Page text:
I’m having “a moment.” My son, who I promise was only days ago a five-pound, wrinkly preemie, is approaching double digits. As I was mourning how quickly he’s morphing from a wise-old man in a toddler’s body to a loud, active, intelligent boy, I realized that his time in our home is already halfway gone. In eight years, he’ll leave for college and if those eight years are anything like the last ten, they will be gone in a blink of an eye.
I admit I may be a teeny bit melodramatic, but this realization has evoked some deep introspection. What am I doing right as Grant’s mom? Where am I failing him? What skills does he still need to be taught between now and then to be a self-sufficient, functioning member of society? How do I simultaneously protect and release him? It’s a daunting task this job called raising children.
Grant is such a good boy, in spite of being our parenting guinea pig. He’s loud and boisterous, stylish and fun, rough but kind, intelligent but teachable, athletic and musical, sweet and Godly. I often look at him in amazement and marvel that God entrusted me with such a treasure.
Last year Curt and I asked Grant if he wanted to read the Bible cover to cover with us in 2010. It required reading five chapters a day and by December 31st, he would have read the entire Old and New Testament once, the book of Proverbs twelve times, and the book of Psalms 2 ½ times. He thought about it for a while, declared he was up for the challenge, and immediately started getting up thirty minutes earlier every school day to make sure he had time to read the Word. He stuck with it the entire 365 days of 2010.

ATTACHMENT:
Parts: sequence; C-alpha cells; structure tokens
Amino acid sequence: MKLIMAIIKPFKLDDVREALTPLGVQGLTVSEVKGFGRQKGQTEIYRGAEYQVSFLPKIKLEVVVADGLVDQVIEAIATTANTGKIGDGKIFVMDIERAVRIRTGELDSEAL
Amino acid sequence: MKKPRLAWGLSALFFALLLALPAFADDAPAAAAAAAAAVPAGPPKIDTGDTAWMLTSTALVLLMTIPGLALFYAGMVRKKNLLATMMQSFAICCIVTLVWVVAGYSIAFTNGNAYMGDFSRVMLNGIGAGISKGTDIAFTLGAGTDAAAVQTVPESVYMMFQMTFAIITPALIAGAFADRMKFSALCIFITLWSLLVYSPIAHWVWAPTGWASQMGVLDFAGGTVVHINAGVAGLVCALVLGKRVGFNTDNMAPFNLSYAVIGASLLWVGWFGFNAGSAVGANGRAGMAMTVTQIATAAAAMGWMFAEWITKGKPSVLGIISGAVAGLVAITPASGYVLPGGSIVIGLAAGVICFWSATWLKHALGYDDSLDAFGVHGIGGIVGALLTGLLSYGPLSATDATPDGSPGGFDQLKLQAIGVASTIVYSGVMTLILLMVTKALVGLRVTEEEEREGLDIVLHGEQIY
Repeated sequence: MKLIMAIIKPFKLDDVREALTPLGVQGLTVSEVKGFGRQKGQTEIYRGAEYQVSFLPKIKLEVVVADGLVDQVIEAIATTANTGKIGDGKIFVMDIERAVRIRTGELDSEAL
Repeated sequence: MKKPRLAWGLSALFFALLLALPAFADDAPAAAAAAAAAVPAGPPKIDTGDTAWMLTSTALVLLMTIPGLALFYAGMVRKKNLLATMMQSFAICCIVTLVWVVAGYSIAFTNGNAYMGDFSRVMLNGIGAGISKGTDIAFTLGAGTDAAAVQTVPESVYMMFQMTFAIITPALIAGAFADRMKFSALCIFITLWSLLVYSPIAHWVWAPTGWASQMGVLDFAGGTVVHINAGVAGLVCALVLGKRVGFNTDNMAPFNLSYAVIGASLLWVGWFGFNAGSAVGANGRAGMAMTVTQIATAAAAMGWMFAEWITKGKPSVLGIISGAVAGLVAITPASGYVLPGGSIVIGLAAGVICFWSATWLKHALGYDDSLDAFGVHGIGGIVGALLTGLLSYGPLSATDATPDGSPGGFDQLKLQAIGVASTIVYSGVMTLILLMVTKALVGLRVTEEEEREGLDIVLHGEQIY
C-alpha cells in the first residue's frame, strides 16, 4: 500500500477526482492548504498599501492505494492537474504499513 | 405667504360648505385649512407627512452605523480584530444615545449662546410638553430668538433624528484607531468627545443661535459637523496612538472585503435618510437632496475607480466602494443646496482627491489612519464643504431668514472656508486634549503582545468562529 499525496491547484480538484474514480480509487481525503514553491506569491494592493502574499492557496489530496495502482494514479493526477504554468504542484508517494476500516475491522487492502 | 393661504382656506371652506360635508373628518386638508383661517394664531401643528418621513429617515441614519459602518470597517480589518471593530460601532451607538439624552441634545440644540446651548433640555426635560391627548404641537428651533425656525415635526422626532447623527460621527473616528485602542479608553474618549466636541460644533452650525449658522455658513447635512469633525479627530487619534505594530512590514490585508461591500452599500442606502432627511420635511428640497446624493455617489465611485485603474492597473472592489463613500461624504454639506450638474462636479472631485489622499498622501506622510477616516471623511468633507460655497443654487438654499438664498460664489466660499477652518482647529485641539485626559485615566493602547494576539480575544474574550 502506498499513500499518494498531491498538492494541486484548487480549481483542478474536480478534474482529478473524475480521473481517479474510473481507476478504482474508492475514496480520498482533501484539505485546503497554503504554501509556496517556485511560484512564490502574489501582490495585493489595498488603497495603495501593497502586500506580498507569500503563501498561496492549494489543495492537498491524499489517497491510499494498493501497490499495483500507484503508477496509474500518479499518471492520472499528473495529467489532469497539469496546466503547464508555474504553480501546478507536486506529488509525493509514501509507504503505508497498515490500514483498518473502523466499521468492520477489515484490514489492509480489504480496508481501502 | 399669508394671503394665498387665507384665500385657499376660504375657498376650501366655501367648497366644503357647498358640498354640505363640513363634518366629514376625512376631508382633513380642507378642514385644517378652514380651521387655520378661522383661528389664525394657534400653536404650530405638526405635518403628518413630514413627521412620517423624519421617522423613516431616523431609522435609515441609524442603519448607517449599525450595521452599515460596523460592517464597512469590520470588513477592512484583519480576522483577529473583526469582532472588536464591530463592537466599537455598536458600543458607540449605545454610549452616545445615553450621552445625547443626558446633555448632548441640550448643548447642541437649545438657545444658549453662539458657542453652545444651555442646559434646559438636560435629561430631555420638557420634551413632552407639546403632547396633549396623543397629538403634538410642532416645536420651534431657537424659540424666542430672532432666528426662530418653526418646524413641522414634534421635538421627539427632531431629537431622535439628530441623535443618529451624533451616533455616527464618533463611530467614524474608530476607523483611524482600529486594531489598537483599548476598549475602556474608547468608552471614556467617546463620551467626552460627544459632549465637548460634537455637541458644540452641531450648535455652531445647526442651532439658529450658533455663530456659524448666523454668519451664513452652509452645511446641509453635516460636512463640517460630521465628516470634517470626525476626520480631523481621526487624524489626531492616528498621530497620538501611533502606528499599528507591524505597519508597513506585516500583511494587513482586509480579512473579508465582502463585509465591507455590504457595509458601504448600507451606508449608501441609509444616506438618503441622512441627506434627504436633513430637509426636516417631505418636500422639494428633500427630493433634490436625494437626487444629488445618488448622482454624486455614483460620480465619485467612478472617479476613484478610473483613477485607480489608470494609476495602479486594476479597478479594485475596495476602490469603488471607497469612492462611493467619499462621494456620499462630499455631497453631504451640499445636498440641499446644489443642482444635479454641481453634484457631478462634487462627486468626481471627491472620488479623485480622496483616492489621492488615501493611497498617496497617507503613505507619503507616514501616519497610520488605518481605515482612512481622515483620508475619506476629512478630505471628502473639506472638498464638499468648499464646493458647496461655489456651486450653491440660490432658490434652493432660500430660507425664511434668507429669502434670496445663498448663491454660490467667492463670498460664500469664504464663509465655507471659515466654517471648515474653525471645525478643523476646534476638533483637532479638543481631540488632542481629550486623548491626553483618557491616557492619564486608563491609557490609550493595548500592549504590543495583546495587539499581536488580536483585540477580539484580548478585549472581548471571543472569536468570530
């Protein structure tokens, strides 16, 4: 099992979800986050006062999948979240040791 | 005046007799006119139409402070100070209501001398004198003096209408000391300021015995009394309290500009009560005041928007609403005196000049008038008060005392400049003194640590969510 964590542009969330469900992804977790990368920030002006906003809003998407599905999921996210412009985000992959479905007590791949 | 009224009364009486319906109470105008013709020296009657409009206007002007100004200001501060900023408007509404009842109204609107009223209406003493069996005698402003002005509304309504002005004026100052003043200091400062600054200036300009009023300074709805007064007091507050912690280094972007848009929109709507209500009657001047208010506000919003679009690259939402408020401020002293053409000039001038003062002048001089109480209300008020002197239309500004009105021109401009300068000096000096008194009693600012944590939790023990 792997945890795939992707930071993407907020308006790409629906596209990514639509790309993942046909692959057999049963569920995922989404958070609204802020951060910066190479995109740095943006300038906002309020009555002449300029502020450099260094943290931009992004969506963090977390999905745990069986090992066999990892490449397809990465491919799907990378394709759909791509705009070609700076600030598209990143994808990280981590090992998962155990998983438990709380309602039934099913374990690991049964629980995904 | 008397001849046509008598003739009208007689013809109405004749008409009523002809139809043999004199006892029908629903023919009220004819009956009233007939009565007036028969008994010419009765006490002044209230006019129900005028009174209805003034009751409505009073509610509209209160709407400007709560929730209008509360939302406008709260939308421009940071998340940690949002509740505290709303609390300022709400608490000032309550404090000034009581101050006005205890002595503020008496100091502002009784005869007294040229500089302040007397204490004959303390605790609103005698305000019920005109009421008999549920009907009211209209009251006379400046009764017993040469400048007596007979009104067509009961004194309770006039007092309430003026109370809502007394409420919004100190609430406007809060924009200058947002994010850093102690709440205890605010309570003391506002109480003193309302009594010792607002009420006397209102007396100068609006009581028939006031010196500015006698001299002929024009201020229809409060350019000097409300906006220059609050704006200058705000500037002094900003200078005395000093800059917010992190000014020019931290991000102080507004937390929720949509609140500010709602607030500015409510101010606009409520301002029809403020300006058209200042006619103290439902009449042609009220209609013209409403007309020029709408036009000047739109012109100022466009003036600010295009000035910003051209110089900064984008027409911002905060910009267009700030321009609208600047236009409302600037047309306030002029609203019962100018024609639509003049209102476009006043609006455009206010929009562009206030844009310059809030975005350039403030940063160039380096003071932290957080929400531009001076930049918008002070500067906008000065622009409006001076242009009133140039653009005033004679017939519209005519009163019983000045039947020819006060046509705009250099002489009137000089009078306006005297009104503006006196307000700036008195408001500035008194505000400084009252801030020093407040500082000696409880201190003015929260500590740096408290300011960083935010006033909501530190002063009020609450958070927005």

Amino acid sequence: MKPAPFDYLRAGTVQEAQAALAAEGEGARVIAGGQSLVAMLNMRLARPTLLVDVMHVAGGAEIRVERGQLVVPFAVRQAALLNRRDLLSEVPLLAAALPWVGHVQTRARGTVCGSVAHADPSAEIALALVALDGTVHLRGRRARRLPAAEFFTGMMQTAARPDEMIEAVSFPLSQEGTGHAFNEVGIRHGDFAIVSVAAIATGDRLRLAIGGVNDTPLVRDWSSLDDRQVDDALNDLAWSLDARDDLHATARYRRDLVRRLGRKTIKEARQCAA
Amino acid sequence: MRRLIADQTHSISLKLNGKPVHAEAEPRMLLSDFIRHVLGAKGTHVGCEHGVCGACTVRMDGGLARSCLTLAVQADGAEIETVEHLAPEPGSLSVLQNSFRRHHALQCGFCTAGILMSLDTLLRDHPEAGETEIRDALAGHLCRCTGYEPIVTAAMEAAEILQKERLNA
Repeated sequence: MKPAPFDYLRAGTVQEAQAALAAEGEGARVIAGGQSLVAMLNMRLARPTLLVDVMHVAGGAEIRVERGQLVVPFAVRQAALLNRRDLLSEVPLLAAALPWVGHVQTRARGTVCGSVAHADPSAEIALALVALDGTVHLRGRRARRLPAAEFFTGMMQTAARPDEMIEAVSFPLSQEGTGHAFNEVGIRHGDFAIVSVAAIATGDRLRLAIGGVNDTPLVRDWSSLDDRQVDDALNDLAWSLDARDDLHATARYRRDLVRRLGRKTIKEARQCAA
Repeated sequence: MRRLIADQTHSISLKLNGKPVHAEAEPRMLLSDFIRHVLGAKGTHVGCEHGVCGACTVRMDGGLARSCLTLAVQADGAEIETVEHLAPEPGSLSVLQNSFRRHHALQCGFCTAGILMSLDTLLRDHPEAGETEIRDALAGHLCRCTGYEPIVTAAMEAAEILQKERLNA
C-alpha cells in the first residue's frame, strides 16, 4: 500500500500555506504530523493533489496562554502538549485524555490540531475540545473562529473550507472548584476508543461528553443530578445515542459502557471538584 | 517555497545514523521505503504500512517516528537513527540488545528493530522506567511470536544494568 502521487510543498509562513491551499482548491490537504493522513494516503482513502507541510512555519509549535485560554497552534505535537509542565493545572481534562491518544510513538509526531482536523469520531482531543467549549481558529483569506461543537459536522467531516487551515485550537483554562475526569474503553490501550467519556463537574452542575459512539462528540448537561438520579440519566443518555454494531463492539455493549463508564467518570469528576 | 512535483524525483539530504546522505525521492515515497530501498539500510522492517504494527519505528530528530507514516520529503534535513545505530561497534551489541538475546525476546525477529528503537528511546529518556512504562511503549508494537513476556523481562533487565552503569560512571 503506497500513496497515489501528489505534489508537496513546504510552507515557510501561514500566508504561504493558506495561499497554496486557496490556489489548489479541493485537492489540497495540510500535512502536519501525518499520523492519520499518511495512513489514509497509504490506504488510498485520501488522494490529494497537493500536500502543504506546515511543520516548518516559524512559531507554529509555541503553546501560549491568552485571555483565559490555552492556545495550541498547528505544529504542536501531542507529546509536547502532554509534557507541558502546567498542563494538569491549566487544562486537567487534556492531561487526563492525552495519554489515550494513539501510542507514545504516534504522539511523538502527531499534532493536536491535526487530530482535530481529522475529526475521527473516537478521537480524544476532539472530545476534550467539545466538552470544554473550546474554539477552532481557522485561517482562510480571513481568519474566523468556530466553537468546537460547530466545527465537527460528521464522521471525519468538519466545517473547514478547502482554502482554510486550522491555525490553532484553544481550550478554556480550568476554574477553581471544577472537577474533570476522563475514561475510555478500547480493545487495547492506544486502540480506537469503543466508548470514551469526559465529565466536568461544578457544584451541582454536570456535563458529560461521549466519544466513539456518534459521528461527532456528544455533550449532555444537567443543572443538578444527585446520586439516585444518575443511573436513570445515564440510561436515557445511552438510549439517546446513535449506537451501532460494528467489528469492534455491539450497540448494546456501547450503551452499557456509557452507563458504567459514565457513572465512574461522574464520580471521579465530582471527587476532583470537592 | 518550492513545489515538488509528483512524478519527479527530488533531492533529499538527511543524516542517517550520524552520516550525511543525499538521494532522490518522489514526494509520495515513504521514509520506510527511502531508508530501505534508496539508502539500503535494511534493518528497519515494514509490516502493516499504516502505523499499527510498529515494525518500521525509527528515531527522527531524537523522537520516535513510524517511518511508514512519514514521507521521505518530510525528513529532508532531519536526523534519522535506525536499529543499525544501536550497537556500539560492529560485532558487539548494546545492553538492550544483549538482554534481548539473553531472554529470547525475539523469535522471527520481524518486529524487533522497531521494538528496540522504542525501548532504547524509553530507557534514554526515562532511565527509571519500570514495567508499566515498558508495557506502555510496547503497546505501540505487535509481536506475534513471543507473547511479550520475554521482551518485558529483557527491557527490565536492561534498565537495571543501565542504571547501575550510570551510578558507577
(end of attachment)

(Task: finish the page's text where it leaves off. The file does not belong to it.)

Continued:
Tackling this task together created accountability for all three of us. It’s hard to ask your kid, “Did you read your Bible today?” if you haven’t done it yourself. The passages I skimmed over (genealogies, censuses and architectural plans) fascinated Grant. The “stuff on adultery” he found “sooooo boring,” but he loved all the battle stories and minor prophets filled with God’s passion for justice and making all things right. By starting with creation in Genesis and ending with Jesus setting up His eternal kingdom in Revelation, Grant’s knowledge of God’s big picture has grown.
Grant’s bedroom floor became home for his Bible because he’d see it each morning and remember to meet with God. When we traveled, his Bible came along. It’s been to Seattle, to Crater Lake, Mirror Lake, Timothy Lake, and on a road trip from here to Great Falls, Montana, and back. The binding is broken from being dropped multiple times and the gold-foiled picture is peeled off the front cover.
Grant’s dedication to develop his personal faith in God, to be a true follower of Jesus, and to finish what he started has moved me to tears on several occasions. His character has been developed and I see Jesus in my son. In eight years, my sweet boy will spread his wings and fly our coop and I’m having a moment about that. I know that in spite of my mistakes and inadequacies, God is faithful and I, “being confident of this” declare, “that He who began a good work in you, Grant Stilp, will carry it on to completion until the day of Christ Jesus.” (Philippians 1:6) I can hardly wait to see the awesome Jesus-following dude you will be when you kiss my cheek and walk out that door. I love you and am SO proud of you!